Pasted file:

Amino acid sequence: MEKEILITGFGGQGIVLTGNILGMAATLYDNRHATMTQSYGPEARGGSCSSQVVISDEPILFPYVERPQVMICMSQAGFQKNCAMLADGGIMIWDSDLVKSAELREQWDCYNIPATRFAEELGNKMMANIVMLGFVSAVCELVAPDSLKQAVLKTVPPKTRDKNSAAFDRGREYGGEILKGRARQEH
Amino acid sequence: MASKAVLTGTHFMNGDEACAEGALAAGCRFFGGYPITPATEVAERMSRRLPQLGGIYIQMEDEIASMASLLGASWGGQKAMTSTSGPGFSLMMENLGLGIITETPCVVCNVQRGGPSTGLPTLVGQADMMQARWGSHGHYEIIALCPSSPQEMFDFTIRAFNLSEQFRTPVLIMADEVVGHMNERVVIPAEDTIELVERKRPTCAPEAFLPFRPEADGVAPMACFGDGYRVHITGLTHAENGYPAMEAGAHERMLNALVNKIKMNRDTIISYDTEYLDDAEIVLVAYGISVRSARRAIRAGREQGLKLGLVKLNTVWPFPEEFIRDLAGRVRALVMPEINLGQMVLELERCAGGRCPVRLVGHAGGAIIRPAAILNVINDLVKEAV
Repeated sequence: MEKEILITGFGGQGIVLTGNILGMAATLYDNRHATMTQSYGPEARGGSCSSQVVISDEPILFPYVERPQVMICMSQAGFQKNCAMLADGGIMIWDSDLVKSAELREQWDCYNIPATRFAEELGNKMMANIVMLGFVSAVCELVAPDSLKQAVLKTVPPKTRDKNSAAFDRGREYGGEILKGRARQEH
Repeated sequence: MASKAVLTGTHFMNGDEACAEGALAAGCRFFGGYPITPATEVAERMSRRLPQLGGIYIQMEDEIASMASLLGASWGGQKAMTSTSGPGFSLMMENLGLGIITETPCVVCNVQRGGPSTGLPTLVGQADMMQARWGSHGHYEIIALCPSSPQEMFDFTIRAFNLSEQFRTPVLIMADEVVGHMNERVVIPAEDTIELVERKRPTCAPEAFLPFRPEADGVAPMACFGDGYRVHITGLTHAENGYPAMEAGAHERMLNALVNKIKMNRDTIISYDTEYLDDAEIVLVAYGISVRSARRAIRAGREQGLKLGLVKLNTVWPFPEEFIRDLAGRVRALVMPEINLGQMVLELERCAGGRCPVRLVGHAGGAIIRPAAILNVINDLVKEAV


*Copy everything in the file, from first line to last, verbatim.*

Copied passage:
Amino acid sequence: MEKEILITGFGGQGIVLTGNILGMAATLYDNRHATMTQSYGPEARGGSCSSQVVISDEPILFPYVERPQVMICMSQAGFQKNCAMLADGGIMIWDSDLVKSAELREQWDCYNIPATRFAEELGNKMMANIVMLGFVSAVCELVAPDSLKQAVLKTVPPKTRDKNSAAFDRGREYGGEILKGRARQEH
Amino acid sequence: MASKAVLTGTHFMNGDEACAEGALAAGCRFFGGYPITPATEVAERMSRRLPQLGGIYIQMEDEIASMASLLGASWGGQKAMTSTSGPGFSLMMENLGLGIITETPCVVCNVQRGGPSTGLPTLVGQADMMQARWGSHGHYEIIALCPSSPQEMFDFTIRAFNLSEQFRTPVLIMADEVVGHMNERVVIPAEDTIELVERKRPTCAPEAFLPFRPEADGVAPMACFGDGYRVHITGLTHAENGYPAMEAGAHERMLNALVNKIKMNRDTIISYDTEYLDDAEIVLVAYGISVRSARRAIRAGREQGLKLGLVKLNTVWPFPEEFIRDLAGRVRALVMPEINLGQMVLELERCAGGRCPVRLVGHAGGAIIRPAAILNVINDLVKEAV
Repeated sequence: MEKEILITGFGGQGIVLTGNILGMAATLYDNRHATMTQSYGPEARGGSCSSQVVISDEPILFPYVERPQVMICMSQAGFQKNCAMLADGGIMIWDSDLVKSAELREQWDCYNIPATRFAEELGNKMMANIVMLGFVSAVCELVAPDSLKQAVLKTVPPKTRDKNSAAFDRGREYGGEILKGRARQEH
Repeated sequence: MASKAVLTGTHFMNGDEACAEGALAAGCRFFGGYPITPATEVAERMSRRLPQLGGIYIQMEDEIASMASLLGASWGGQKAMTSTSGPGFSLMMENLGLGIITETPCVVCNVQRGGPSTGLPTLVGQADMMQARWGSHGHYEIIALCPSSPQEMFDFTIRAFNLSEQFRTPVLIMADEVVGHMNERVVIPAEDTIELVERKRPTCAPEAFLPFRPEADGVAPMACFGDGYRVHITGLTHAENGYPAMEAGAHERMLNALVNKIKMNRDTIISYDTEYLDDAEIVLVAYGISVRSARRAIRAGREQGLKLGLVKLNTVWPFPEEFIRDLAGRVRALVMPEINLGQMVLELERCAGGRCPVRLVGHAGGAIIRPAAILNVINDLVKEAV